Tommy Maddox had carved out his own niche by 1997: He became an insurance agent in Houston, Texas and worked with his father.
Not exactly what the former first-round draft pick envisioned with his selection in 1992 by the Denver Broncos. In fact, his drafting came in the middle of a deeply fractured relationship between head coach Dan Reeves and legendary quarterback John Elway.
However, any ideas of a quarterback controversy between Maddox and Elway were quickly dashed with Maddox's 0-4 record in 1992, throwing only five touchdowns to nine interceptions. (Reeves was fired after that season as well.)
Maddox's next season with the Broncos was relegated to merely one pass for the entire year, and by the end of the 1993 campaign, he was out in Denver.
He never even played an official down with the Falcons as he was released during the 1997 preseason.
With his career appearing to have bottomed out, Maddox left the game and settled down in Houston to work with his father.
But the itch to play football never left the former UCLA Bruin.
In 2000, he attempted a comeback of sorts and found himself a job with the New Jersey Red Dogs of the Arena Football League. Although it was another brief tenure, it opened the door to another opportunity.
In 2001, Vince McMahon, owner of WWE, ambitiously set out to create a new brand of football that was to run in the spring and supposedly be a more rugged version of professional football with stripped down rules and less penalties.
One of the XFL's west coast teams, the Los Angeles Xtreme, offered a tryout to Maddox for their starting quarterback position, which the 30-year-old won. He led the Xtreme to the first XFL championship, following a victory in the "Million Dollar Game" against San Francisco.
In fact, Maddox led the league in passing yards as well as touchdowns and was even named the one (and only, as it came to be) XFL MVP at the end of the season. Under an odd sort of circumstances, he had rejuvenated his football career not only statistically, but also in the fashion he played the position.
Because the XFL's rules lent to an increased sense of unpredictability and lack of protection at times, Maddox turned into more a traditional pocket passer with a reliance on quick releases to avoid sacks rather than unnecessary bootlegs.
The XFL might have folded after one year, but Maddox would not have to wait long for another job.
Maddox would re-appear in the NFL as the Pittsburgh Steelers signed Maddox for the 2001 season as a backup to Kordell Stewart. Maddox played sparingly during the Steelers' march to the AFC Championship Game, and it wasn't until the 2002 season that Maddox found himself truly rediscovered in the eyes of the NFL.
When Stewart threw a pass into double coverage against the Cleveland Browns that was intercepted during a Week 4 game at home, Maddox was thrust into the leadership role and manufactured a 16-13 overtime victory against the Browns.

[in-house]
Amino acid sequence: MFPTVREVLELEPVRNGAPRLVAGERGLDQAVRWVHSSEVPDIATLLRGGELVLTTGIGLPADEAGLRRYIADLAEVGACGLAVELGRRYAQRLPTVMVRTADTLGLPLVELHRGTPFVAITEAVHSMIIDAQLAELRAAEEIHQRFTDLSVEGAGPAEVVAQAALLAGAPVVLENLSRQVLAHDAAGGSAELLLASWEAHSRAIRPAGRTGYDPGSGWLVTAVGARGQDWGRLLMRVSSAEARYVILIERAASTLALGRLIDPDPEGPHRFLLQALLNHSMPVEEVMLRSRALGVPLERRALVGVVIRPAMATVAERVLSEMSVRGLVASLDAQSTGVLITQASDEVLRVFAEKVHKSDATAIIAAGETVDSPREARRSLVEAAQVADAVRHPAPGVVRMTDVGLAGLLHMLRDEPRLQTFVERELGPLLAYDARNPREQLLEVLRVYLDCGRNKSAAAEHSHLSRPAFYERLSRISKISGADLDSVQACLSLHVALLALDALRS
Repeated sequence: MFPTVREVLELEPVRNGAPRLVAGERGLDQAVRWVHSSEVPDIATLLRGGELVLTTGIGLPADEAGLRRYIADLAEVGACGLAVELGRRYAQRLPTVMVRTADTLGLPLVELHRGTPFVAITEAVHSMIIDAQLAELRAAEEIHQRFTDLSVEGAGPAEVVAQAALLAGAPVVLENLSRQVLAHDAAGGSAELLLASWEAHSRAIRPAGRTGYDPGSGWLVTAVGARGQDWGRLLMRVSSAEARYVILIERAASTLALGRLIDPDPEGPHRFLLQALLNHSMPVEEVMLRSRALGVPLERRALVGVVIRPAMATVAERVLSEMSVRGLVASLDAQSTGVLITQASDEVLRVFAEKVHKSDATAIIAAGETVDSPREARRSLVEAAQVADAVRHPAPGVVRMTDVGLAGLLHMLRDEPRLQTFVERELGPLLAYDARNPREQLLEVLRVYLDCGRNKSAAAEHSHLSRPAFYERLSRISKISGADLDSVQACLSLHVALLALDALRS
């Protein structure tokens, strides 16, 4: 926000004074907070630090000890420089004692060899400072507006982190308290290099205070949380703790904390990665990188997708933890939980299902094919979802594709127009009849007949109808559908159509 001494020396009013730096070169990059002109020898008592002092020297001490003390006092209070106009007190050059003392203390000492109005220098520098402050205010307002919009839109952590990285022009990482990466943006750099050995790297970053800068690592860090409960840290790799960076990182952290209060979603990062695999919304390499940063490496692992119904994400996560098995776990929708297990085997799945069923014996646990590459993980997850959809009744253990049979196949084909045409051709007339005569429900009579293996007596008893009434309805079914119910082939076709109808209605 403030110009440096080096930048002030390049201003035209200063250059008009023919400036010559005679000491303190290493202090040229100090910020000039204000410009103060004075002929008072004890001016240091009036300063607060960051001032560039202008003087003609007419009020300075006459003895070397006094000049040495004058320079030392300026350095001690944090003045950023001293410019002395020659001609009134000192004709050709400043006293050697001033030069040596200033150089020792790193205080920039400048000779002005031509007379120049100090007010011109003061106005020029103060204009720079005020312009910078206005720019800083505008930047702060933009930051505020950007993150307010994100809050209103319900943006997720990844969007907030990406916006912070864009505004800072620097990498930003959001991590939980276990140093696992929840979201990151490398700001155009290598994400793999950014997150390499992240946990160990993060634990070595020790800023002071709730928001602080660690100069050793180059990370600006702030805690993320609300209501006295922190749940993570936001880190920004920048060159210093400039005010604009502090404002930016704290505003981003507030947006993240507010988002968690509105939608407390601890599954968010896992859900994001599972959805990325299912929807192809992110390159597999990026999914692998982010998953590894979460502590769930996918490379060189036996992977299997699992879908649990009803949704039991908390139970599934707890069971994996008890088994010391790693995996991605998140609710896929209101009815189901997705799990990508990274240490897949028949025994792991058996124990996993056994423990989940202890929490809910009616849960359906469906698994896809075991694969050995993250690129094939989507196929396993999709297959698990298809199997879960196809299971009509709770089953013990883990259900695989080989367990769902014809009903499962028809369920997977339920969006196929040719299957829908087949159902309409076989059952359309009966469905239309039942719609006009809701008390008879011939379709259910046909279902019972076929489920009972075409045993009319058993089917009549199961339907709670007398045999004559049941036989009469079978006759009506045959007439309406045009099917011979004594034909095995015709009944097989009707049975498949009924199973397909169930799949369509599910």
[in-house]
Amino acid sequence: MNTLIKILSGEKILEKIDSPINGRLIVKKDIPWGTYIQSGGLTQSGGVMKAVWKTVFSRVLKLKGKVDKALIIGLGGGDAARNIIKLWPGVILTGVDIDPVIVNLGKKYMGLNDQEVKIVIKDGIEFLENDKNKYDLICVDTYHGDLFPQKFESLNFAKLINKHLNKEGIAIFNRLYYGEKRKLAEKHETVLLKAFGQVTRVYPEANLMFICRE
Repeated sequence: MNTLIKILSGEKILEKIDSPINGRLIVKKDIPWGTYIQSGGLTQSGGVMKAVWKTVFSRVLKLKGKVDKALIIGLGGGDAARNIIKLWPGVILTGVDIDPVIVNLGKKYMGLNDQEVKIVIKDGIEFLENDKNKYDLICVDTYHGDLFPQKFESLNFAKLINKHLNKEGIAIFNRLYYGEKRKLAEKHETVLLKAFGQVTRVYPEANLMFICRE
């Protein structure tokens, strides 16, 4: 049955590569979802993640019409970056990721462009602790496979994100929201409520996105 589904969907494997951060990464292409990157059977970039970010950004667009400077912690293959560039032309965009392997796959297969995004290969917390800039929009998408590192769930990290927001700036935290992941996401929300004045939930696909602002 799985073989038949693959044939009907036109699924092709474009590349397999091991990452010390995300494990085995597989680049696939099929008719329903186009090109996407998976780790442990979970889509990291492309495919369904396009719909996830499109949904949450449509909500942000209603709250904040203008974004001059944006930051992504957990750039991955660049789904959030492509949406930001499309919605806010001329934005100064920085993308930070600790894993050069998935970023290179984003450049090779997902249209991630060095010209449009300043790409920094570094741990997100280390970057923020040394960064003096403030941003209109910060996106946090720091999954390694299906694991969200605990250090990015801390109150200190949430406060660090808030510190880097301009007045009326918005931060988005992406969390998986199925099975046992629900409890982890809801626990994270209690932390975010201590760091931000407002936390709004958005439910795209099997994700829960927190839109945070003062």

Maddox would remain the starter the rest of the year and guided the team to a 10-5-1 record and an AFC North title. Although they would fall to the Titans in the divisional round of the playoffs, Maddox would be named the NFL Comeback Player of the Year, as he threw for 2,836 yards and 20 touchdowns in 2002. The Steelers seemed to have their next franchise quarterback.
The 2003 season might have made them think otherwise, as Maddox followed his magical season with a 6-10 record as the Steelers' full-time starter.
The result was a fateful first-round draft pick in Ben Roethlisberger in 2004.
The '04 season would begin with Maddox as the starter, but an injury in Week 2 against Baltimore thrust the young Roethlisberger into the starting role, and 14-consecutive regular-season wins later, Big Ben was officially, and unequivocally the new starter and the franchise quarterback for Pittsburgh.
Maddox would remain the backup for the 2005 season, but was 0-2 in the games he started, and although he would earn himself a Super Bowl ring as part of the Steelers' championship team, he would be released the following offseason.
The magical ride was over.
There were subsequent tryouts with other teams such as Dallas, Oakland and New England for jobs, but none panned out for Maddox. He signed with the Philadelphia Soul of the AFL, but never saw any action during the 2006 season.
Maddox walked away from football for the second and final time, resuming his residence in Trophy Club, Texas. His ride into the sunset provides a unique and possibly dubious closure to his professional football career: He is only one of three players in NFL history to have won a Super Bowl and an XFL Championship.
We all have to hang our hats on something.
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